Over the past eight months, we’ve traveled across six countries outside of the US while staying in nine different AirBnB properties, seven hotels, and one independently rented house.
I like to use hotels instead of AirBnB for short stays of one or two nights. Mostly because I feel less of a need to clean up carefully before leaving a hotel than I do when I stay in an AirBnB. Since an AirBnB is often someone else’s home, it is responsible to clean up carefully which takes time. I’m not saying that I trash a hotel, but I usually don’t take out the garbage or vacuum and wipe down all of the services before leaving a hotel room. Throughout the last eight months, my family and I have stayed at seven different hotels in three different countries.
We made our bookings using either Hotels.com, Orbitz, or Hotwire depending on which option gave us the best price. I usually make a point of checking the hotel’s own website to see if they offer a better price, or even the same price, but that seldom happens. I know that lately a lot of hotel chains have tried to incentivize booking direct by not counting third party bookings towards the benefits of their membership programs. However, I’ve personally never had one of those chain specific membership programs lead to an actual financial savings. I’ve pretty much always come out ahead by booking the cheapest option—and taking the immediate benefits—when compared to hoping for future benefit. Third party booking can sometimes help here as I can accumulate benefits with that third party website, regardless of which property I stay with.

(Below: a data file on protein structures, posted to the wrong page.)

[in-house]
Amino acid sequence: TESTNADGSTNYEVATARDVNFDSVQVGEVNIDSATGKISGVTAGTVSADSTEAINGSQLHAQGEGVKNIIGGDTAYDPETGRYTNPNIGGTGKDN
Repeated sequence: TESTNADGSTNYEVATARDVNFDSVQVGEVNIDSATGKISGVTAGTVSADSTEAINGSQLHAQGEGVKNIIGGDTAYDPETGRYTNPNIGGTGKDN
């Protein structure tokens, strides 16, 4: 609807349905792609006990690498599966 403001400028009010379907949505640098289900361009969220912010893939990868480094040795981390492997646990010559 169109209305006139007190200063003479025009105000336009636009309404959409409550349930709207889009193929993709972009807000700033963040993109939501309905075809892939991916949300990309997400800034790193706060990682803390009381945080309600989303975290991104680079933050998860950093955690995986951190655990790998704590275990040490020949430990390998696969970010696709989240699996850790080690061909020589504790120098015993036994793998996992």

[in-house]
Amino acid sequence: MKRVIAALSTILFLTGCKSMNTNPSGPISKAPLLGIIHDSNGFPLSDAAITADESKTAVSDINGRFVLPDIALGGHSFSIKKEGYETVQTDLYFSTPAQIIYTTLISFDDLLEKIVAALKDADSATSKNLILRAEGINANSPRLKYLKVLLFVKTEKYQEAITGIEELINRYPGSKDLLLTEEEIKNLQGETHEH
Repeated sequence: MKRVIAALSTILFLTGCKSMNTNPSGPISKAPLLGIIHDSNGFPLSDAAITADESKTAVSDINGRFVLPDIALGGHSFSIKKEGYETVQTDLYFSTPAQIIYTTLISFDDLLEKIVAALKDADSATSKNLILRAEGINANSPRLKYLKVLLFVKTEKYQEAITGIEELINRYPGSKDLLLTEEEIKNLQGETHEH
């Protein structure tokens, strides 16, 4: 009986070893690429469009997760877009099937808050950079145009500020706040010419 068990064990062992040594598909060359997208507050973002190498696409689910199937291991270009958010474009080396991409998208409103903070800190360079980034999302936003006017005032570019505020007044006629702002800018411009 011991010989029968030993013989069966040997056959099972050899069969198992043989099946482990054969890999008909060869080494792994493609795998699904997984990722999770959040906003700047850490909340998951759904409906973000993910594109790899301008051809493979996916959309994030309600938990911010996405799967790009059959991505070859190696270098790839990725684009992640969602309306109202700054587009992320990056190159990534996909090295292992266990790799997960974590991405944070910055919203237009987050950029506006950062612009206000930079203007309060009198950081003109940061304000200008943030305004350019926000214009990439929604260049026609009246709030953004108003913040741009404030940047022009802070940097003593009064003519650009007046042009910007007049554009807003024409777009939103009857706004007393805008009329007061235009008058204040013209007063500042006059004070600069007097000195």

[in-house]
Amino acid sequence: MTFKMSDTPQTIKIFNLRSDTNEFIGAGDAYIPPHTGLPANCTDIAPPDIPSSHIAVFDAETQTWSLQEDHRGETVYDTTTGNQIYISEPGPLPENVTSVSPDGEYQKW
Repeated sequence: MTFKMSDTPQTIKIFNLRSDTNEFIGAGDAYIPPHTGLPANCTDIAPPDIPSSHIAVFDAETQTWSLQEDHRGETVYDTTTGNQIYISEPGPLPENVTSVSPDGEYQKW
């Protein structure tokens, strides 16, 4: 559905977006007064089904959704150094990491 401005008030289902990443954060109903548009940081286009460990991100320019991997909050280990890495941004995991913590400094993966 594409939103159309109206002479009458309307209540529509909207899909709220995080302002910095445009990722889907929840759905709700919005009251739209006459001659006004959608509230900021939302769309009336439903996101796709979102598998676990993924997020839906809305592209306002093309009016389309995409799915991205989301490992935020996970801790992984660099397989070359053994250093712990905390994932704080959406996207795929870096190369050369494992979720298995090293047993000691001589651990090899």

Of the three third party booking sites I mentioned above, Orbitz is the only one which has resulted in actual savings while on the trip. You earn Orbucks with each reservation which can be used directly on the next booking. Additionally, we have more commonly been able to find coupon codes for Orbitz than for other sites. However, in many cases the savings is only a few dollars. Hotels.com uses a buy 10 nights, get one free system, so of course it takes longer to realize any actual benefit. On Hotwire, the financial benefit comes in the form of their Hot Rates deals where you don’t know specifically which hotel you are booking until you’ve booked it. Of course, since the website provides a general idea of location and rating, it is pretty easy to figure out what the hotel will be in advance. The major downside of the Hot Rates option is that, I think, every booking is nonrefundable.
That brings me to my next point. Because we found ourselves traveling in the middle of the coronavirus outbreak in addition to having an unexpected hospitalization which both resulted in lots of cancelled plans, we’ve had the chance to see how some of these options handled cancellations and changes in plans.
First, we had a three day hospitalization in France that meant having to cancel two hotel reservations (and a train). Both of these reservations were made through Hotels.com. Given the uncertain nature of what we were going through at the time, I tried calling both hotels to explain what was happening and see if they would allow us to cancel. The first didn’t have any record of our reservation and referred us back to Hotels.com. Hotels.com referred said the hotel had to handle it, so I gave up instead of chasing the loop back and forth. The second hotel placed me on hold for probably 20-30 minutes (this was before COVID-19 got going) and then hung up. We’ll try to use our travel insurance to reimburse these cancellations and just hope for the best there.